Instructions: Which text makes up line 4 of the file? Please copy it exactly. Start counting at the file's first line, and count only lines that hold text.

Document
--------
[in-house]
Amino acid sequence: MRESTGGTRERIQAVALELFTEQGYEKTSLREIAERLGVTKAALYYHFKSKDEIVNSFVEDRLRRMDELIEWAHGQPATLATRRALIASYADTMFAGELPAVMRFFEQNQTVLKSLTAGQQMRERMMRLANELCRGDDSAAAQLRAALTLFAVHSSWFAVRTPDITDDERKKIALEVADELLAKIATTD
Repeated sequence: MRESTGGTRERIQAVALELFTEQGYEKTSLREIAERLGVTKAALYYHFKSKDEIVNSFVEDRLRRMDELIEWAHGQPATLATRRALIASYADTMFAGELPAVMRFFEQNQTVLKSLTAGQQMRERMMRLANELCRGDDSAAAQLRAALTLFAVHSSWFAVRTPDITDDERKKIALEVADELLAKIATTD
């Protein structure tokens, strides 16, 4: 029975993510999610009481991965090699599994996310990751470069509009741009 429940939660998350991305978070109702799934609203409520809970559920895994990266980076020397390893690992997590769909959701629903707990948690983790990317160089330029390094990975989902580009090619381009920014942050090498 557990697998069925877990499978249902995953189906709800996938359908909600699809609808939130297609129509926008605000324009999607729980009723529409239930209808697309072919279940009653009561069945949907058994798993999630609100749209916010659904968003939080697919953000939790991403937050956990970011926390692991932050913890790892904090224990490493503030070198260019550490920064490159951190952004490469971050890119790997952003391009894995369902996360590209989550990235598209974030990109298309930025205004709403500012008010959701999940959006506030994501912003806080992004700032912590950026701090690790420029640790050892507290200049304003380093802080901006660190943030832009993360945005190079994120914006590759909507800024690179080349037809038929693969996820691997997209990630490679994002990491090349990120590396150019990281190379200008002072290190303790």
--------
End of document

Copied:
């Protein structure tokens, strides 16, 4: 029975993510999610009481991965090699599994996310990751470069509009741009 429940939660998350991305978070109702799934609203409520809970559920895994990266980076020397390893690992997590769909959701629903707990948690983790990317160089330029390094990975989902580009090619381009920014942050090498 557990697998069925877990499978249902995953189906709800996938359908909600699809609808939130297609129509926008605000324009999607729980009723529409239930209808697309072919279940009653009561069945949907058994798993999630609100749209916010659904968003939080697919953000939790991403937050956990970011926390692991932050913890790892904090224990490493503030070198260019550490920064490159951190952004490469971050890119790997952003391009894995369902996360590209989550990235598209974030990109298309930025205004709403500012008010959701999940959006506030994501912003806080992004700032912590950026701090690790420029640790050892507290200049304003380093802080901006660190943030832009993360945005190079994120914006590759909507800024690179080349037809038929693969996820691997997209990630490679994002990491090349990120590396150019990281190379200008002072290190303790």